Trigonometric functions of radians for an integer not divisible by 3 (e.g., and ) cannot be expressed in terms of sums, products,
and finite root extractions on rational
numbers because 9 is not a product of distinct Fermat
primes. This also means that the regular nonagon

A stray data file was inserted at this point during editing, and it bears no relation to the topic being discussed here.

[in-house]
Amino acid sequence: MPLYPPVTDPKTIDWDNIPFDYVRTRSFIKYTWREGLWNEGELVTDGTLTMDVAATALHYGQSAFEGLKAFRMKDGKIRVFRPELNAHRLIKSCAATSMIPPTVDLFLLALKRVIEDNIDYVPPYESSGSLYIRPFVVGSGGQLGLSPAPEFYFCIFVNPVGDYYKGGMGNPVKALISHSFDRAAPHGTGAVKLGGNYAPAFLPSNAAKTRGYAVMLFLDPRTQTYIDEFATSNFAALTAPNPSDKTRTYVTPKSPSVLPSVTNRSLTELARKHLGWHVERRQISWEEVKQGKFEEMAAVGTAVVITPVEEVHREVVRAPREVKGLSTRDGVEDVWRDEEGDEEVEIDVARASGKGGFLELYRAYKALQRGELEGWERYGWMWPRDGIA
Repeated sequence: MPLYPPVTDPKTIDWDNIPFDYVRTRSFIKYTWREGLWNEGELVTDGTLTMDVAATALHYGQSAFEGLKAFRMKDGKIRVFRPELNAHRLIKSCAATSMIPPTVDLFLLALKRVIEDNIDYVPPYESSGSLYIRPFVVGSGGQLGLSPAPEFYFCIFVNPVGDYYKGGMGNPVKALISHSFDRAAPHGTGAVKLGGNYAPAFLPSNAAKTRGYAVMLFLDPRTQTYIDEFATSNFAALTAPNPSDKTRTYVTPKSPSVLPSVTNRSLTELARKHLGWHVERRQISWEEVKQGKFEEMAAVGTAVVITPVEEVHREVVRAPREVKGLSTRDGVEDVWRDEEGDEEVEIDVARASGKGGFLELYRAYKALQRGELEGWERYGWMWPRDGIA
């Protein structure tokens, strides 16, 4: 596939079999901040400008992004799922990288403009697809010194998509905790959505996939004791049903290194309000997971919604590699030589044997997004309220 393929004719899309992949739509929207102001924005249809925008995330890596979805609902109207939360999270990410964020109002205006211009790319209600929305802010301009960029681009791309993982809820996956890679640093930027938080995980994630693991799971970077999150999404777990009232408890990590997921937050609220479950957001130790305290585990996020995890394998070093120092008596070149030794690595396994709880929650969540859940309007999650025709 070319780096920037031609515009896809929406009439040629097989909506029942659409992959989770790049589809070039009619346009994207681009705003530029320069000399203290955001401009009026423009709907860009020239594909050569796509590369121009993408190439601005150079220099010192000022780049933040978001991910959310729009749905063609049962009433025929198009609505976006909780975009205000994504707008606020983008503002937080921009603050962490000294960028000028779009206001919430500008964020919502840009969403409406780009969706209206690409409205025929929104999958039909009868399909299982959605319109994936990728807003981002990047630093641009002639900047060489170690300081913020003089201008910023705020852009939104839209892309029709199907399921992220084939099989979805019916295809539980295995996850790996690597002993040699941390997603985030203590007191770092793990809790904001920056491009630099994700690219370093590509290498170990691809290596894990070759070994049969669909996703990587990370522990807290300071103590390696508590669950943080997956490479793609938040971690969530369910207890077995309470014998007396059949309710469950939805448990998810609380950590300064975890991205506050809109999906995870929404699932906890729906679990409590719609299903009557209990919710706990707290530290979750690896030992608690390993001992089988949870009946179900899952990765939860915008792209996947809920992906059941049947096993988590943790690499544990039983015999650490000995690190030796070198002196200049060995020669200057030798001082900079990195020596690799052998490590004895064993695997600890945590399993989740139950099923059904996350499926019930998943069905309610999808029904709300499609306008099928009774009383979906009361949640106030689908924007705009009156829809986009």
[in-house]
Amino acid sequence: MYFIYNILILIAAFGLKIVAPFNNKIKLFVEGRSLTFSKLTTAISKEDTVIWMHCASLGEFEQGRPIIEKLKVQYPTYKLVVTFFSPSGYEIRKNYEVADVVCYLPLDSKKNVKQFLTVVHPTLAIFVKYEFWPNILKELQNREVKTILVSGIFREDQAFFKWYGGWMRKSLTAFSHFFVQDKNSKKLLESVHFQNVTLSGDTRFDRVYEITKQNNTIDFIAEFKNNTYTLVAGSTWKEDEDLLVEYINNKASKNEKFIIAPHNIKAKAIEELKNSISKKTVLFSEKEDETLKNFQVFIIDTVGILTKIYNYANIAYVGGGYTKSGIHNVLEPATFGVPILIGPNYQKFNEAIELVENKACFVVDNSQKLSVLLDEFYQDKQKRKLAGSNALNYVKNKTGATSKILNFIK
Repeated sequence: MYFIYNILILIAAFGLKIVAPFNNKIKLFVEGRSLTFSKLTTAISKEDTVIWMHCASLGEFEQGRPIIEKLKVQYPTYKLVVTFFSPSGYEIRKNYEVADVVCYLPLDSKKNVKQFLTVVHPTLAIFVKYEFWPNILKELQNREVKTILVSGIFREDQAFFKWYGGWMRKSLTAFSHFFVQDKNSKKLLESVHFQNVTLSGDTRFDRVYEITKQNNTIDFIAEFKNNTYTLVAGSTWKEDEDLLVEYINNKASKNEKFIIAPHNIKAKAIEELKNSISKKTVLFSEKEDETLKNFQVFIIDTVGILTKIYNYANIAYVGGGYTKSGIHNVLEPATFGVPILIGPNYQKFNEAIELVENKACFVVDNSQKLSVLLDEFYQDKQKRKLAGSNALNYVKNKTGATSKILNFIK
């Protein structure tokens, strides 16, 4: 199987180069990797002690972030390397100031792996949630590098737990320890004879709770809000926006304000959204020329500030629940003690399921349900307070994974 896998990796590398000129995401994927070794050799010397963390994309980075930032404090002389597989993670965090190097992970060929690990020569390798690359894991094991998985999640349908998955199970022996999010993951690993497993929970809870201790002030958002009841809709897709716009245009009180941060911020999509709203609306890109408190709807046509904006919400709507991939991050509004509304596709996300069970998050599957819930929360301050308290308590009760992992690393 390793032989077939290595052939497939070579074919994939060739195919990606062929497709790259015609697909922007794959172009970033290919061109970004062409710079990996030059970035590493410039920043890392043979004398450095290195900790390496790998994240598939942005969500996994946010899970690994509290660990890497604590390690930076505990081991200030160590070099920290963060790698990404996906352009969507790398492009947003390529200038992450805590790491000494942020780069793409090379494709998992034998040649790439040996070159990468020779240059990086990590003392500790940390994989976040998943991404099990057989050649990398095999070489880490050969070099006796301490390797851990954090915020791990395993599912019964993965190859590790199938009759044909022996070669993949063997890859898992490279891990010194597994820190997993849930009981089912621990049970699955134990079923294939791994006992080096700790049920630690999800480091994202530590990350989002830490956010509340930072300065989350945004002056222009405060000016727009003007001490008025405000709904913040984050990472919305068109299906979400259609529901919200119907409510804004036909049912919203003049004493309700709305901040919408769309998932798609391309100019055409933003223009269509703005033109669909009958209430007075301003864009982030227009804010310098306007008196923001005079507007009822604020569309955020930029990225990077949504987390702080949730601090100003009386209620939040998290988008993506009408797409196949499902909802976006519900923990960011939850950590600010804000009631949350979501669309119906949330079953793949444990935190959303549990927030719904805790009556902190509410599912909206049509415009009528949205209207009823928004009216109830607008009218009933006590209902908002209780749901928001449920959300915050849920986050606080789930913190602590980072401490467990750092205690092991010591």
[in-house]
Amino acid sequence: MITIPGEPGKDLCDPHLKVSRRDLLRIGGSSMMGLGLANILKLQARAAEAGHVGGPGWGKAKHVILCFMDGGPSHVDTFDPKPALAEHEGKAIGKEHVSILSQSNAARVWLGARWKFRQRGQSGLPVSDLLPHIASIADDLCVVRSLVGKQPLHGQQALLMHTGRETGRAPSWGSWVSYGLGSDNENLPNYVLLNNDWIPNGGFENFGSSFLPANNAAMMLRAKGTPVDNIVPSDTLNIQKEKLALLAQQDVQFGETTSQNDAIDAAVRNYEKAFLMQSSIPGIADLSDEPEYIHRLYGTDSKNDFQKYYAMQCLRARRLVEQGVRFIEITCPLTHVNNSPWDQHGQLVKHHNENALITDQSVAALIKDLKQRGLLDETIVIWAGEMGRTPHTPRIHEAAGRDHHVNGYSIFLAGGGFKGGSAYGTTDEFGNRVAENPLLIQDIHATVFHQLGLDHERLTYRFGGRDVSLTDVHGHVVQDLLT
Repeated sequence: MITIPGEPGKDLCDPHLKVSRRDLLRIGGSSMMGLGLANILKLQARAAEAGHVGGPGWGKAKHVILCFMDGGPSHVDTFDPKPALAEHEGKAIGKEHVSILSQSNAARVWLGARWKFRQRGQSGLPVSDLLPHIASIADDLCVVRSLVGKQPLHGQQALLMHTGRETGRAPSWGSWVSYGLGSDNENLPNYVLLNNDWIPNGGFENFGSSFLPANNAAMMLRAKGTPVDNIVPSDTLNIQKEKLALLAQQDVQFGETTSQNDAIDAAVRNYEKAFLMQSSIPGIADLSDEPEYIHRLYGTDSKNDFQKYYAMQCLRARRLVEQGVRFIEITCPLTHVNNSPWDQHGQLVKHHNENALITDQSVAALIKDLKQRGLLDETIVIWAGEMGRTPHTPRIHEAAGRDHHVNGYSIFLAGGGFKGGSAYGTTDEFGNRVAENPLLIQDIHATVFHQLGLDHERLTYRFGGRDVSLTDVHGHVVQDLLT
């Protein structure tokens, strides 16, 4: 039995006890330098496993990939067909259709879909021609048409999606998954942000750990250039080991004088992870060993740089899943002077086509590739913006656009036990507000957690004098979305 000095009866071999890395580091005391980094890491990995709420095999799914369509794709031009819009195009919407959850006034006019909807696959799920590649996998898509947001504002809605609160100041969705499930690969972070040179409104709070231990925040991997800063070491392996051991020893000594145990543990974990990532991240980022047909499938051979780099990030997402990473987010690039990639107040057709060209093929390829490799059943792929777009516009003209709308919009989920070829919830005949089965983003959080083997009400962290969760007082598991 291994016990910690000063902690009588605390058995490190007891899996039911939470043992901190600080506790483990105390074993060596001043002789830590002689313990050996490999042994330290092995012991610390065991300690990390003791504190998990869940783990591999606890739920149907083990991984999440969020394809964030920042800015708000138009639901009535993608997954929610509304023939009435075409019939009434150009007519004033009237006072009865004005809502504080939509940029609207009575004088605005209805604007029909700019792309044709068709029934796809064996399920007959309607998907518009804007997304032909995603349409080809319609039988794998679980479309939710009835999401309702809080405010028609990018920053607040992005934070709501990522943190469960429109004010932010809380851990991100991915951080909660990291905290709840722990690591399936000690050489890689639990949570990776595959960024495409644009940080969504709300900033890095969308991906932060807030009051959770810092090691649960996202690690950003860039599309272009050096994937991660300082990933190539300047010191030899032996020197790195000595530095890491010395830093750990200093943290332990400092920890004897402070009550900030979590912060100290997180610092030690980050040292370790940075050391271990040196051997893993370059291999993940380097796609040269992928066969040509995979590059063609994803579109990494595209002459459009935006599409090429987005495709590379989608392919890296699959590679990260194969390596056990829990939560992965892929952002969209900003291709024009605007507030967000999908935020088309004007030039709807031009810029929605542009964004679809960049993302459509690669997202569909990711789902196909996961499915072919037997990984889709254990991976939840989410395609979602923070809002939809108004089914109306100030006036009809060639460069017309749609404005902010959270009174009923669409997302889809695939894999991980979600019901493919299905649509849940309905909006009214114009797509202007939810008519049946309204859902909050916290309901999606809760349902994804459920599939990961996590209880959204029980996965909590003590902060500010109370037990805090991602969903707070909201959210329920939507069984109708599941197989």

is not a constructible polygon.

However, exact expressions involving roots of complex numbers can still be
derived using the trigonometric identity

(1)

Let
and .
Then the above identity gives the cubic equation

There are therefore three real distinct roots, which are approximately , 0.3420, and 0.6428. We want the one in the first quadrant, which is approximately 0.3420.